San Leandro Industrial Space is in High Demand
Jul 26th, 2013
Highlights of recent industrial transactions in San Leandro include:
- In one of the largest real estate deals in the East Bay this year, Zinus Inc., the mattress and bedding distributor, took 116,000 square feet at 1951 Fairway Drive.
- Environmental Sampling Supply is moving to 640 143rd Avenue from a location in West Oakland. ESS supplies glass and plastic bottles, jars, and vials to the environmental industry for use in sampling water, wastewater and soil for hazardous content. ESS will bring about 50 jobs to San Leandro.
- All American Containers has decided to stay in San Leandro for its expansion, moving to 121,000 square feet at 2013 Farallon Drive, the former North Face building.
So what does it mean in dollars and cents? How much money does the city get from this companies in an yearly basis vs. how much does it provide to them on services?
It would also be helpful if when you told us about companies, you let us know how many people they employ at their San Leandro location and what the median wage they pay is.
Maybe all this information is clear to others, but I’m personally curious as to how having any particular company benefits (or not) the city.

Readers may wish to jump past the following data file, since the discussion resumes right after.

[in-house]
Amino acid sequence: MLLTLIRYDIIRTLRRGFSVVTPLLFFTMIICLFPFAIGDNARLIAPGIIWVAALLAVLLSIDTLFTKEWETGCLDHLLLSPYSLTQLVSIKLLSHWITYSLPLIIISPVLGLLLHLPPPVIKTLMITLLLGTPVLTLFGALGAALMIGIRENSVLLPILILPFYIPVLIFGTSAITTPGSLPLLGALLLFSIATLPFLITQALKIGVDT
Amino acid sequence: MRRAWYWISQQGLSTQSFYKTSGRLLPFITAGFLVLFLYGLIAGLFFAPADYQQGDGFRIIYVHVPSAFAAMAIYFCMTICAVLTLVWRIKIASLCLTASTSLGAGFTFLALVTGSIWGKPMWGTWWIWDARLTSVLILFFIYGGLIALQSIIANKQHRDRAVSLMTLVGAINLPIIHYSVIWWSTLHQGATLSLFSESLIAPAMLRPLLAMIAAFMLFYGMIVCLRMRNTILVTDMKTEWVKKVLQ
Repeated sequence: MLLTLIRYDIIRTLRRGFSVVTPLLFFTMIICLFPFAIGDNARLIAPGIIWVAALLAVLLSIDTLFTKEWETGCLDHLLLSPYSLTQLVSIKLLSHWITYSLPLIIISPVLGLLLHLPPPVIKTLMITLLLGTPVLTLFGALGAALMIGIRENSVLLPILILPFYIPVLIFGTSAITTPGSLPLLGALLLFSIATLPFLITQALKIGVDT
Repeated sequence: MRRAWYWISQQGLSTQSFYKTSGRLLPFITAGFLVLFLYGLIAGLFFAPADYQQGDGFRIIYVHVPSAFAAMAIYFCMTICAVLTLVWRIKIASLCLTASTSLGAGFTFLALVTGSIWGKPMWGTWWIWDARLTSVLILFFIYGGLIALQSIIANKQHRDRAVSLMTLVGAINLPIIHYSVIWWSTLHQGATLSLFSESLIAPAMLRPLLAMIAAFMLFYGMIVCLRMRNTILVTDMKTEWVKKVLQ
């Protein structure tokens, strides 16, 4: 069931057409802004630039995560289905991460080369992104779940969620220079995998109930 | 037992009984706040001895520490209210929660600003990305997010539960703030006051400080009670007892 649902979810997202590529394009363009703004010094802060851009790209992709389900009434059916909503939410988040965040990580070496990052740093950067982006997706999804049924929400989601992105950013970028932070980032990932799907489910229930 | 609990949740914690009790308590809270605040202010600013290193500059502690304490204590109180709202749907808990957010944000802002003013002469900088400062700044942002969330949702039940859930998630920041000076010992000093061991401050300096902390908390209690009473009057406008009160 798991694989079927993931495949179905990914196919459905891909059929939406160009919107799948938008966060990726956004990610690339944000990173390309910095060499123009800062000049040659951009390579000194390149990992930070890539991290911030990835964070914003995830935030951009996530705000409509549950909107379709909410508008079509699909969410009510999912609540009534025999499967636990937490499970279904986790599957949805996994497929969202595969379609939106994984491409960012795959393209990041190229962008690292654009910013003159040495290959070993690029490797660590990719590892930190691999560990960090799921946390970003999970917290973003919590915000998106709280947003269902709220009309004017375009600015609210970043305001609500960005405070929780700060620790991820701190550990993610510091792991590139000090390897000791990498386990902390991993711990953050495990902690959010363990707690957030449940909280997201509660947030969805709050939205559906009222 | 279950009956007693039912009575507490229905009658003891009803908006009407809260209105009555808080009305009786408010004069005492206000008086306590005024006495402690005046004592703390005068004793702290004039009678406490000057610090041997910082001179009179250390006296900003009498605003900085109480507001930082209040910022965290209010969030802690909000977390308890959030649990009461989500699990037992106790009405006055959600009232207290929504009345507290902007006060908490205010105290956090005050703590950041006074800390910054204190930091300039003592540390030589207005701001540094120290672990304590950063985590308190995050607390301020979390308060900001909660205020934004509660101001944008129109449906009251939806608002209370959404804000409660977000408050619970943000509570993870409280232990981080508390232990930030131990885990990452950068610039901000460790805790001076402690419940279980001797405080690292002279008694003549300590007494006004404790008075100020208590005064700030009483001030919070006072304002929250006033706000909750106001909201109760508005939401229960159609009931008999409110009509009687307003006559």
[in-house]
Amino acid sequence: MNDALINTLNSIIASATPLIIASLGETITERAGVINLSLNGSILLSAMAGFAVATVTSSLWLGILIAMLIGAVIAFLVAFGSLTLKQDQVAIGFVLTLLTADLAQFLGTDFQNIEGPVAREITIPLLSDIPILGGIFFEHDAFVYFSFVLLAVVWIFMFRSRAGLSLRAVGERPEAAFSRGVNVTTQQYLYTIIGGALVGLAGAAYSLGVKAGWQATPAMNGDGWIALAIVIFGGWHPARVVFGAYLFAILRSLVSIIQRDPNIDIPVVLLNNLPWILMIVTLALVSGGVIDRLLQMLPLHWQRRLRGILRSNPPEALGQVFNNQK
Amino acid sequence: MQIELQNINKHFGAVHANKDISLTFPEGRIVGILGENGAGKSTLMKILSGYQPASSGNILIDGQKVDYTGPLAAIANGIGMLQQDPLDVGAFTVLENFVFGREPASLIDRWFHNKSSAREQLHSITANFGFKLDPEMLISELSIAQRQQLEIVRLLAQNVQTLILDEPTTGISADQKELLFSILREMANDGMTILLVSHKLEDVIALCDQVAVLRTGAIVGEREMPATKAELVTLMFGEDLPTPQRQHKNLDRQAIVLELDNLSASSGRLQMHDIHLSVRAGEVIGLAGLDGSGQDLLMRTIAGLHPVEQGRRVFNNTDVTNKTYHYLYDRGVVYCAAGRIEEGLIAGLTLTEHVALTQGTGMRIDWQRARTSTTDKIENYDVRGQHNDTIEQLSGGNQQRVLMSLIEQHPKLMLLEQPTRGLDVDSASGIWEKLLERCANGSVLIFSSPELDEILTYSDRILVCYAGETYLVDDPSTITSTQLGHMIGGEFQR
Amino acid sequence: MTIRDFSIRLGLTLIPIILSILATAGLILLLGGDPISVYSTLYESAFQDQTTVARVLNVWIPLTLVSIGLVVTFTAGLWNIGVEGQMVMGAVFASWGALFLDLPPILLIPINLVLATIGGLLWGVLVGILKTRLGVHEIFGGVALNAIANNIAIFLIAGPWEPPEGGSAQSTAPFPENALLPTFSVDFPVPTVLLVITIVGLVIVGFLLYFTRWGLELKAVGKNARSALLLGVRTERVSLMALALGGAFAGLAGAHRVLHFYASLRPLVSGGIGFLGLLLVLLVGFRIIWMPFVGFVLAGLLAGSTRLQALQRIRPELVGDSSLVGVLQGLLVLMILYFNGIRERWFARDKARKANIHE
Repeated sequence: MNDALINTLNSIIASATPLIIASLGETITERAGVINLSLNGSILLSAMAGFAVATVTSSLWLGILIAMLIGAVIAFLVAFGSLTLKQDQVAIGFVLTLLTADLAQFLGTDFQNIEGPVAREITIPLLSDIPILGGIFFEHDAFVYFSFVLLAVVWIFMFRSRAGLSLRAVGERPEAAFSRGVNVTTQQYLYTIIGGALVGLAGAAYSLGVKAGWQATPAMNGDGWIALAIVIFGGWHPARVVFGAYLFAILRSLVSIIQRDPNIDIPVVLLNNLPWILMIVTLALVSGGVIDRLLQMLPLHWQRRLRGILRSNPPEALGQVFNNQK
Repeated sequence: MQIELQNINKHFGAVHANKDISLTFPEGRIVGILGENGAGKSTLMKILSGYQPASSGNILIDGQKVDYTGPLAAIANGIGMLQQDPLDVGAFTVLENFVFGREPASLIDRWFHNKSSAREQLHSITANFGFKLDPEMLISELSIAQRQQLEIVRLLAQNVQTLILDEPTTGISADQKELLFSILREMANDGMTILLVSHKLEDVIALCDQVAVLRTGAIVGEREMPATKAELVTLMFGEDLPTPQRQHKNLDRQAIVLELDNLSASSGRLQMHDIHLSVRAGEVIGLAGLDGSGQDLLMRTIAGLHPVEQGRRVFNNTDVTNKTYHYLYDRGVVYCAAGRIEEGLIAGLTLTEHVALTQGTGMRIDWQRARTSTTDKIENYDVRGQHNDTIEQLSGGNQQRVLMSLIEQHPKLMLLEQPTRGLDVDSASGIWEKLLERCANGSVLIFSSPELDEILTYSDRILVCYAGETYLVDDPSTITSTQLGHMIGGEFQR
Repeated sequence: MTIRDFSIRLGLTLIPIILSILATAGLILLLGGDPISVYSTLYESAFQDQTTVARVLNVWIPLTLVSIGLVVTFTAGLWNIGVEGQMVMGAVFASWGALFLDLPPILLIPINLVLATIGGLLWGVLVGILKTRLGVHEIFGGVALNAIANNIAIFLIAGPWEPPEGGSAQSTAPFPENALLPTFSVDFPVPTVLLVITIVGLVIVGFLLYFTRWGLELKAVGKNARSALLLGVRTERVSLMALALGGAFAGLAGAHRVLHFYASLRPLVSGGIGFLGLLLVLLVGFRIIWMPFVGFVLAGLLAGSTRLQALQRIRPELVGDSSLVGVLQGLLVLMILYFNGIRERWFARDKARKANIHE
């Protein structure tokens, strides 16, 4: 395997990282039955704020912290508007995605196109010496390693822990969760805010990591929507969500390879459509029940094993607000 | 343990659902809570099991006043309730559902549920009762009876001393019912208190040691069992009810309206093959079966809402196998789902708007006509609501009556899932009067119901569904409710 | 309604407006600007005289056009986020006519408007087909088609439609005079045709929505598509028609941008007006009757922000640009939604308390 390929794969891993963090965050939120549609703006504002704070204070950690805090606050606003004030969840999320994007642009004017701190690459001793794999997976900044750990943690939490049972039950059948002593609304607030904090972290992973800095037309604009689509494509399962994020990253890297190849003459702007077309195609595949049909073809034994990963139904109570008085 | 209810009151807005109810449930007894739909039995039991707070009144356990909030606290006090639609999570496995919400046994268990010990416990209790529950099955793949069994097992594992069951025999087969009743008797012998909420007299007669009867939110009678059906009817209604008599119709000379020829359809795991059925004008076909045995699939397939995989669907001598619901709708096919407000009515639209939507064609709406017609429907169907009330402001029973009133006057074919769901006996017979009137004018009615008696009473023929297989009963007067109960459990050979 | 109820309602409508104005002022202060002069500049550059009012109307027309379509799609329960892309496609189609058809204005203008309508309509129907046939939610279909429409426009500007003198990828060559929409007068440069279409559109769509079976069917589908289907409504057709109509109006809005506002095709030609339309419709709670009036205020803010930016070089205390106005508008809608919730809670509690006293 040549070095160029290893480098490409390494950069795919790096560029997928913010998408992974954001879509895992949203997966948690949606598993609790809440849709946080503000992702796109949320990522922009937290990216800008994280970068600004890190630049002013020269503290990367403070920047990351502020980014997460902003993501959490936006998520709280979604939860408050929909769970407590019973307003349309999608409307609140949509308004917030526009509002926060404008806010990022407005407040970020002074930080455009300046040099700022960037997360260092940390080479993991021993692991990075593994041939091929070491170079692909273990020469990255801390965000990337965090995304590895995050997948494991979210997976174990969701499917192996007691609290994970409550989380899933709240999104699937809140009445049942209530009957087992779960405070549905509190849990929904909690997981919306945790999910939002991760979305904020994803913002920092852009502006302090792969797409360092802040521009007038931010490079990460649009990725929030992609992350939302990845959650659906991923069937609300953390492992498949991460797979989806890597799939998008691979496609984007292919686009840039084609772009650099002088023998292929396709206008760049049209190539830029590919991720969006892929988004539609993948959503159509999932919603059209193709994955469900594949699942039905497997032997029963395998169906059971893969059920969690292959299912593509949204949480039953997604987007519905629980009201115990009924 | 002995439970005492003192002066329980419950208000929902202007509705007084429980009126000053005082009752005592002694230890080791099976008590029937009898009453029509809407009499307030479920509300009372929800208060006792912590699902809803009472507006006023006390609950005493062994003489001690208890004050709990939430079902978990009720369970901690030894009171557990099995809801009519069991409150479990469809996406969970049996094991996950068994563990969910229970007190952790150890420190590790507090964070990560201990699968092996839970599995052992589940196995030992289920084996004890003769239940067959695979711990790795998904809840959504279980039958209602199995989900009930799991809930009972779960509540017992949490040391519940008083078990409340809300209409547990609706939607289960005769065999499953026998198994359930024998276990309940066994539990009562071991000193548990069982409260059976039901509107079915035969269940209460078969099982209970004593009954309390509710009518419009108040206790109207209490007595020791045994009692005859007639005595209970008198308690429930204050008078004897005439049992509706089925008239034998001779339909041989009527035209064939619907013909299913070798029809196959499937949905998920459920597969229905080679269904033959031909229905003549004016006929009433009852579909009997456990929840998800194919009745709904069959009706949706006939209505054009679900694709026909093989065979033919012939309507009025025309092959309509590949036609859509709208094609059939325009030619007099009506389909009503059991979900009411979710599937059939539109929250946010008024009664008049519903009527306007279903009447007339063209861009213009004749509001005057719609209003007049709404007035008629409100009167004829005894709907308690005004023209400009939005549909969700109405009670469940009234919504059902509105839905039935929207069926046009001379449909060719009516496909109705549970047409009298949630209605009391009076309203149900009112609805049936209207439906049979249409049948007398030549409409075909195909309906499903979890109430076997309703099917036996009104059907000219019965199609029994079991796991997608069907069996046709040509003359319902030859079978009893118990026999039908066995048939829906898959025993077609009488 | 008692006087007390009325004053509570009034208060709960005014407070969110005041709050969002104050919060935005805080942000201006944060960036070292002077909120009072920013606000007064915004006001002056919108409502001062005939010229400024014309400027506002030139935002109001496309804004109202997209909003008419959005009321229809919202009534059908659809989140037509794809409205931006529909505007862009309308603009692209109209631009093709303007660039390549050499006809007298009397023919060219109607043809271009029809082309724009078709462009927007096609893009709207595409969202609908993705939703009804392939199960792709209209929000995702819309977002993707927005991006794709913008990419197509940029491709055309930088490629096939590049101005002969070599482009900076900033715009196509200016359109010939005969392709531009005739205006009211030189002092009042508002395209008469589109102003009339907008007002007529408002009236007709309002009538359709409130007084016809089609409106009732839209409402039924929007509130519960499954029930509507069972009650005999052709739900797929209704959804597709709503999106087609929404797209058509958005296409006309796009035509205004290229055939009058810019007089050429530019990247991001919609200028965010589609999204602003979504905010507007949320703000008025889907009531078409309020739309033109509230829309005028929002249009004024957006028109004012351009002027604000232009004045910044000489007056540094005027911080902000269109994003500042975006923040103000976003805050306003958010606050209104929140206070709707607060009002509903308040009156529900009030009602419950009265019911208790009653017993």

When a new business comes to town, we generally don’t have enough data to derive precise estimates right away. Businesses don’t need to report employment until they take out a business license, and they don’t ever need to disclose wages to the City.
In the cases of the businesses listed above, these are leases rather than property purchases, so they won’t have a major impact on property tax in the short term since assessed values are based on Prop 13. Longer term, however, a thriving industrial area with low vacancy rates will lead to higher property values and more revenue for the City. Investment in industrial areas also comes with a significant multiplier effect, meaning that these businesses will generate additional spending and employment (purchases from their supply chains, employees spending money in town, etc.). The direct impact of the taxes paid by the business don’t always reveal the full fiscal impact.
In terms of cost of services, every property and business is obviously unique. Commercial and industrial development tend to cost less to serve than residential uses. The entire community benefits from public safety services, but nonresidential uses are less likely to make use of services like libraries and parks.